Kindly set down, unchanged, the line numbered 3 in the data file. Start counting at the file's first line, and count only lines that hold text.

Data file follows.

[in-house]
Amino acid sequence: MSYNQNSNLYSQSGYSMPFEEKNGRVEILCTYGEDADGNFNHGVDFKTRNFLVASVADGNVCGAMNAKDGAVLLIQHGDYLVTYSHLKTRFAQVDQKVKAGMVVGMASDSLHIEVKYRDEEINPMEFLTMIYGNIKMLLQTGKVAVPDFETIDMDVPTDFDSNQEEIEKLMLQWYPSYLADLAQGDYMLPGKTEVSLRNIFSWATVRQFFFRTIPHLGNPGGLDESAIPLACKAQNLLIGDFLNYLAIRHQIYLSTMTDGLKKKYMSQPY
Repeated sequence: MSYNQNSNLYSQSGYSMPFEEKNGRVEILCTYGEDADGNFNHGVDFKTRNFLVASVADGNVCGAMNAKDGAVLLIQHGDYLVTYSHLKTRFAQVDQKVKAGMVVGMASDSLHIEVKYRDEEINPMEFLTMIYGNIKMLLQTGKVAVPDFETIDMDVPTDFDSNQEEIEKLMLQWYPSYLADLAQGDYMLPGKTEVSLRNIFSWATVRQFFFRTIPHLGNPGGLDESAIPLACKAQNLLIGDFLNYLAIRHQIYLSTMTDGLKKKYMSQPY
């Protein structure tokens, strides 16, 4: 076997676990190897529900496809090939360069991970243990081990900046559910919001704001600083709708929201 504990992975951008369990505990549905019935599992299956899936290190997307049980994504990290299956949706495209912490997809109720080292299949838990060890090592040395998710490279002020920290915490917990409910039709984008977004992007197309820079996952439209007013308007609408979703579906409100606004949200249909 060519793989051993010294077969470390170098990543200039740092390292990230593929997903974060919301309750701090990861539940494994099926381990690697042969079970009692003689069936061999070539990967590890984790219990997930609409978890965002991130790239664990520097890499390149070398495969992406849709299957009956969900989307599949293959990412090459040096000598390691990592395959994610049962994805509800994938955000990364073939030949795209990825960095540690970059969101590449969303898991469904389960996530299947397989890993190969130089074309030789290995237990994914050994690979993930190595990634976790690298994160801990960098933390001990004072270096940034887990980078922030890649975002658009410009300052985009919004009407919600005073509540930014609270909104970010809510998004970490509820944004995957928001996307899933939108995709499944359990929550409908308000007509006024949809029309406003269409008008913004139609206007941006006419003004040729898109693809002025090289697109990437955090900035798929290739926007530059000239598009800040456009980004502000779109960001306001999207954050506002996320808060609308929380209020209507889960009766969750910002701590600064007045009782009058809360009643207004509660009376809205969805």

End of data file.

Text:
Repeated sequence: MSYNQNSNLYSQSGYSMPFEEKNGRVEILCTYGEDADGNFNHGVDFKTRNFLVASVADGNVCGAMNAKDGAVLLIQHGDYLVTYSHLKTRFAQVDQKVKAGMVVGMASDSLHIEVKYRDEEINPMEFLTMIYGNIKMLLQTGKVAVPDFETIDMDVPTDFDSNQEEIEKLMLQWYPSYLADLAQGDYMLPGKTEVSLRNIFSWATVRQFFFRTIPHLGNPGGLDESAIPLACKAQNLLIGDFLNYLAIRHQIYLSTMTDGLKKKYMSQPY